A Writer’s Life No.6: Dropping Through The Glass Floor
In this month’s issue of ‘Black Static’ magazine, the genre author Stephen Volk releases an angry polemic about what looks to be an increasingly disastrous future for writers.
Having just returned from dealing with the BBC executives, he points out that their training managers – brought in to teach them how to make decisions (as if they shouldn’t have that skill already) – earn far more than writers, who are no longer required to pitch original ideas, and are largely working in this area for nothing, in that it’s incumbent upon us to come up with endless input that goes unpaid and barely even studied. According to Volk, he’s dealing with execs who have no knowledge at all of genre fiction, from ‘Rosemary’s Baby’ to ‘Buffy’, and are only looking for something that was already made before.
This desire to endlessly reboot the past may be nothing more than a faddish response to our deeply conservative times, but it does seem peculiar to UK television, especially when one compares it to the US commissioning process. Admittedly, for every ‘Breaking Bad’ there are a dozen dumber also-rans, but here we seem doomed to repeat the past, so ‘Downton Abbey’ is ‘Upstairs, Downstairs’ and ‘Ripper Street’ is ‘Sergeant Cork’, and nothing is ever really fresh.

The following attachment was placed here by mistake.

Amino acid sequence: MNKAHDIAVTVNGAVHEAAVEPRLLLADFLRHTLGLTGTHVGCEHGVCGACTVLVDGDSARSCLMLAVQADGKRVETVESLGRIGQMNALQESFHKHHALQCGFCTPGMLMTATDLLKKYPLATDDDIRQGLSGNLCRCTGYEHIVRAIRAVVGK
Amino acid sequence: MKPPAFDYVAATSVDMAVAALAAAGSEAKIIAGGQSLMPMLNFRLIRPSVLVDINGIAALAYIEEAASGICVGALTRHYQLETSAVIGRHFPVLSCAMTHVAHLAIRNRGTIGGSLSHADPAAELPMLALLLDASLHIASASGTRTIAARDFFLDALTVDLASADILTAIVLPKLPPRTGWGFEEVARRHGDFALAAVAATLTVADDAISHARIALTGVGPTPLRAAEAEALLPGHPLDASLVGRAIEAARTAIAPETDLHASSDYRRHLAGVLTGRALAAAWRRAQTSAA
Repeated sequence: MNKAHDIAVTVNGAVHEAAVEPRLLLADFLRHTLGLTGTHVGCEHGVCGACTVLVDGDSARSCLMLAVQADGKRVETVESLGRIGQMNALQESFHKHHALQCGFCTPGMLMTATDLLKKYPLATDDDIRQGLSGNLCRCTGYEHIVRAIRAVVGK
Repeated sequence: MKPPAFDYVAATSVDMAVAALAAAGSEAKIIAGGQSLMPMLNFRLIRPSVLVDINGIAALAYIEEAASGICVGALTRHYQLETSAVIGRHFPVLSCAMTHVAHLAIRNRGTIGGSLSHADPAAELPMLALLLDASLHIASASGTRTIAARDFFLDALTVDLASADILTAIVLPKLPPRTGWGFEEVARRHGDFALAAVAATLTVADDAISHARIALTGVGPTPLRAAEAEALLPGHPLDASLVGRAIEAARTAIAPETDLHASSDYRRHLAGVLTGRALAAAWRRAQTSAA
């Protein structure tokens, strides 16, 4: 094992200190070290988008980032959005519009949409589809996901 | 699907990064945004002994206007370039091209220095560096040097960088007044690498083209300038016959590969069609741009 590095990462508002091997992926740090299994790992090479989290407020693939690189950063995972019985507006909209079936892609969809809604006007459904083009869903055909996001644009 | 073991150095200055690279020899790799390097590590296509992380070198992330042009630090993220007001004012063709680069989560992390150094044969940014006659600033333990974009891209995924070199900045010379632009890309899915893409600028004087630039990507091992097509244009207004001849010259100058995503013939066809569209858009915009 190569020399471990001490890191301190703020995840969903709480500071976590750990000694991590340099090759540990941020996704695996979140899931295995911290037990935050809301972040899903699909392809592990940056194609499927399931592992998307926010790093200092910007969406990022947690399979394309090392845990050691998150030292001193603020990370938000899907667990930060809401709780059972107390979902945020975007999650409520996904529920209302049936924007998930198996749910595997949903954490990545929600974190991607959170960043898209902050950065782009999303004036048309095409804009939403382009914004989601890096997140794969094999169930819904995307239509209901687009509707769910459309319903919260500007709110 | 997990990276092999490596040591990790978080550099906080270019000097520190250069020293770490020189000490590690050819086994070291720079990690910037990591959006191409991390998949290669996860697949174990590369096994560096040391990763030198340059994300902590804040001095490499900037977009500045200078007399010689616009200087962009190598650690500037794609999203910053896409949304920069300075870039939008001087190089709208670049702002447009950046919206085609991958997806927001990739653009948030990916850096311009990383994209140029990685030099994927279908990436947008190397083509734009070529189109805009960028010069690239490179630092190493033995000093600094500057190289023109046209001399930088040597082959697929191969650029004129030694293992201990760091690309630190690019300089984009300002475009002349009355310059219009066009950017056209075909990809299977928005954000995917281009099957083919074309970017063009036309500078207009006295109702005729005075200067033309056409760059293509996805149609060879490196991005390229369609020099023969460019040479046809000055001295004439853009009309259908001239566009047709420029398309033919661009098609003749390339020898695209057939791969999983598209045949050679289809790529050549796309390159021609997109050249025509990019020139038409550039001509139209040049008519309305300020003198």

Old wine in new bottles is, of course, fine – but not old wine in old bottles. Each project has to have a brand and a sales history now, so the old bottle needs to come with all its previous receipts.
This, as Volk reminds us, is after our useless and offensive culture secretary Maria Miller gave a disastrous speech at the British Museum, where she referred to arts funding as ‘venture capital’ that must reap big dividends for shareholders. At the bottom of the scale lie the writers, who pitch endlessly without payment of any kind, only to be told that what they propose is to hard to sell. Because as we all know, selling is the only thing that counts now.
In ‘The Teleportation Accident’, one of Ned Beauman’s characters says that deciding between English and American fiction is like deciding between dinner with a corpse or cocktails with a baby; at least the baby has a life ahead of it. Lately I’m inclined to agree with that hypothesis (although not the Hollywood part of the model), not because there aren’t talented writers here; there are – but they’re really not being given the breath of life. Now that the internet has convinced everyone that they have a book in them, we find ourselves reading the illiterate ramblings of confessional diarists who are insensible to the grace of culture.
Meanwhile, the BBC seems to have rebranded itself as the Dr Who Channel, so maybe anything adult is surplus to requirements. The problem is that initial home funding must be topped up from a variety of other sources, all of whom get a say in what’s produced. Nothing good ever came out of a committee consensus.
Writers, eh? Always complaining. Who needs ’em?